As Poway’s mayor and a former city councilmember, Cafagna has, according to David Hogan of the Center for Biological Diversity, a national conservation group, been intimately involved in the Multiple Species Conservation Program. “Poway was the first jurisdiction to get a permit,” he says, “for taking of endangered species under San Diego’s mscp. There was a lot of political involvement in Poway with that program, so Cafagna is well aware of the importance of undeveloped sites for any wildlife, let alone critically endangered species.”
Apropos of Cafagna’s involvement in the Multiple Species Conservation Program, Riggan concludes his letter to Ken Berg of Fish and Wildlife, “If a strong signal is not sent by the agencies” — which Riggan told me means jail time and stiff fines if Cafagna or anyone in the city is shown to have had prior knowledge about the site’s protected status — “then all privately held ‘preserved’ lands are at risk and the mscp is a sham.”
In February, when Riggan returned to photograph the site, he talked with a man who works at Executive Micro, a computer dealer adjacent to the vernal pool site. Did he, Riggan, know anything about the area? the man asked. Yes, Riggan said, it’s a wetlands preserve. The man responded that he, too, had always heard that. The man described how puzzled he was to see bulldozers grading the property. Even more surprising for Riggan, the dozers entered not through the main gate but by tearing the fence open in Executive Micro’s parking lot. Why did they avoid the main opening? Riggan believes someone was “sneaking the equipment onto the back of the property where people wouldn’t see it. If there’s a big door [in front], why do you sneak through the window at the side of the house?”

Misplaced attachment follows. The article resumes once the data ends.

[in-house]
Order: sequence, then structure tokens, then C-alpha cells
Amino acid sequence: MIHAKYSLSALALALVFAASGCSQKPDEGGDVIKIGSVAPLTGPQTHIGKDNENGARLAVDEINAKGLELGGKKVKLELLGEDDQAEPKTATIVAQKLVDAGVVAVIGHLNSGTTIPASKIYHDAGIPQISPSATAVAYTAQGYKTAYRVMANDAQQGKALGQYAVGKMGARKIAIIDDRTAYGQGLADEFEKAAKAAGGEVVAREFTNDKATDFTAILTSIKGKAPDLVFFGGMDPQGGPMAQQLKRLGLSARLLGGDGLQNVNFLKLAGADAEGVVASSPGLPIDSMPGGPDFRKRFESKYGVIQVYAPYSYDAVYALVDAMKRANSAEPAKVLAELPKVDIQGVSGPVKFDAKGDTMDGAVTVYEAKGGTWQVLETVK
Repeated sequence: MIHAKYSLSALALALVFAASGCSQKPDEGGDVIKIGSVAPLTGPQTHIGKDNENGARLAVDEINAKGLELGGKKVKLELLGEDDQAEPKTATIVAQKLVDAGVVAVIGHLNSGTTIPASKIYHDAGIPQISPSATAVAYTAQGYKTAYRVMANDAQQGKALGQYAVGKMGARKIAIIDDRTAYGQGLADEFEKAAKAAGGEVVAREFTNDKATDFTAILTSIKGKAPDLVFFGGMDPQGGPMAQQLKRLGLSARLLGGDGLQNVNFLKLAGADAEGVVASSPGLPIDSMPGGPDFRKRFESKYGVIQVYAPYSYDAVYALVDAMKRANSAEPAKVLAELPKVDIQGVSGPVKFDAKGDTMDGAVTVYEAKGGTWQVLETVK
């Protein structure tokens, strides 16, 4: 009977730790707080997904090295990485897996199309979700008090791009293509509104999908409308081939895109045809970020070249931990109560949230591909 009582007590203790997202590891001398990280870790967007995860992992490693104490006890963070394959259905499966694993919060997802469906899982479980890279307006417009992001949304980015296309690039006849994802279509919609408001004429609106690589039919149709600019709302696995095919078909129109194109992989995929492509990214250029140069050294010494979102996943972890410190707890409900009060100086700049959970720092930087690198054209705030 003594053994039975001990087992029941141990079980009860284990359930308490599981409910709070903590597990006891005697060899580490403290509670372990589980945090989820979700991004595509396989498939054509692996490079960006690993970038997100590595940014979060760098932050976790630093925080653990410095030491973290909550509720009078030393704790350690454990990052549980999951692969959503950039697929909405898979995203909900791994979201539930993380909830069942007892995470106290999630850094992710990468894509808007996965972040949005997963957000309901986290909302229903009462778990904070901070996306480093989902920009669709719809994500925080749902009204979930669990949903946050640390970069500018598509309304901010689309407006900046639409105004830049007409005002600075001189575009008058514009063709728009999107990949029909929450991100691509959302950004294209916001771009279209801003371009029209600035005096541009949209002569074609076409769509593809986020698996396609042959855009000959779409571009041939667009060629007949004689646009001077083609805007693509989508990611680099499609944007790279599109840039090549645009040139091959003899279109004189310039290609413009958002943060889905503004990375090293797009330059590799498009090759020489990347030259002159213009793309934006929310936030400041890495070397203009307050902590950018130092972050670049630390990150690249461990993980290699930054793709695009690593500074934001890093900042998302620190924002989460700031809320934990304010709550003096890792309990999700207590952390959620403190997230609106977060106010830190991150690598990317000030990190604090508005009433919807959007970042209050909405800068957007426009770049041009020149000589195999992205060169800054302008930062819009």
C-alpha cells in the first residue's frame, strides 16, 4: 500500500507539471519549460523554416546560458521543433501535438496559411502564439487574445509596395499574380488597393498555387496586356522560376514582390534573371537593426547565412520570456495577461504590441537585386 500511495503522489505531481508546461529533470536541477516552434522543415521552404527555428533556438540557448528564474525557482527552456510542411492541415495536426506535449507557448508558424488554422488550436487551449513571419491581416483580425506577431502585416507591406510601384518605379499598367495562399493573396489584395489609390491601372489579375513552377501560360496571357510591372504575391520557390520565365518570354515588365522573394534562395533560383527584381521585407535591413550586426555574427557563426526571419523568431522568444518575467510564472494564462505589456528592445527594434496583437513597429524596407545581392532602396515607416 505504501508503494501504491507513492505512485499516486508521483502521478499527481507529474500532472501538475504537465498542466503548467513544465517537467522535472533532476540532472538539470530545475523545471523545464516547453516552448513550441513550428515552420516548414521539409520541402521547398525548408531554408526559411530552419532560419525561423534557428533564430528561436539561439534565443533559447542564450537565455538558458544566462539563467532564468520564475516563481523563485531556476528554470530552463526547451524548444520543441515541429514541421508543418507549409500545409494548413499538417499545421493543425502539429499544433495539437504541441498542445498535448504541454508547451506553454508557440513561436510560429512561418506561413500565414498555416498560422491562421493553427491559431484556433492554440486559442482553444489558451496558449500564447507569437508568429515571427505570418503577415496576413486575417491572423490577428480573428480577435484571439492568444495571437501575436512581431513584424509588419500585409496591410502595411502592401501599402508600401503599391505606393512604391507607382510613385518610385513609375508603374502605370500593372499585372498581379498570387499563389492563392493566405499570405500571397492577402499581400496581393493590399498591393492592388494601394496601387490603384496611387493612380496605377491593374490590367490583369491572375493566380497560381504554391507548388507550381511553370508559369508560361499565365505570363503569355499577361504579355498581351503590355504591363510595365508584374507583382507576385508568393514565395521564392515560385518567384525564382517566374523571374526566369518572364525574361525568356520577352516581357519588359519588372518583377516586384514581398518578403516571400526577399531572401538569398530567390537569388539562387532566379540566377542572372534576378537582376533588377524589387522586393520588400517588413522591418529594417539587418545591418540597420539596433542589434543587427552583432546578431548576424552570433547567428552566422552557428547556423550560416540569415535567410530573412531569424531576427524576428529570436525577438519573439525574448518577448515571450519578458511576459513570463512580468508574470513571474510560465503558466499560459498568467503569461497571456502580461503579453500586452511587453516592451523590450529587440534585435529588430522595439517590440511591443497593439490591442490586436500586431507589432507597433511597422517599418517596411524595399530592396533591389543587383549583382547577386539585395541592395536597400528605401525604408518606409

Riggan’s ardent efforts to stop the grading, ironically, came more than a month after the fact: The project had already been stopped by the time he reported it. According to a March 16 letter, cosigned by Mike Spear, a regional manager at Fish and Wildlife, and Ronald Rempel, deputy director of Fish and Game, and sent to San Diego City Manager Michael T. Uberuaga, “A city official…informed our agencies that the grading permit was issued in error by employees who did not realize the entire parcel was to be permanently protected for vernal pool conservation to mitigate impacts from previous development of other property.” The City of San Diego had issued the permit to grade the Arjons site in the first place. For that action, the city is now facing state and federal reprisal. The letter demands the city “take immediate steps to mitigate environmental damage…and…ensure that similar violations do not occur in the future.” It’s unclear if this means fines or penalties any severer than this letter’s call for restoration. As to Square One’s liability, Bill Tippetts of Fish and Game has said his agency is waiting for the city’s response to its March 16 letter before Fish and Game decides to move against Cafagna.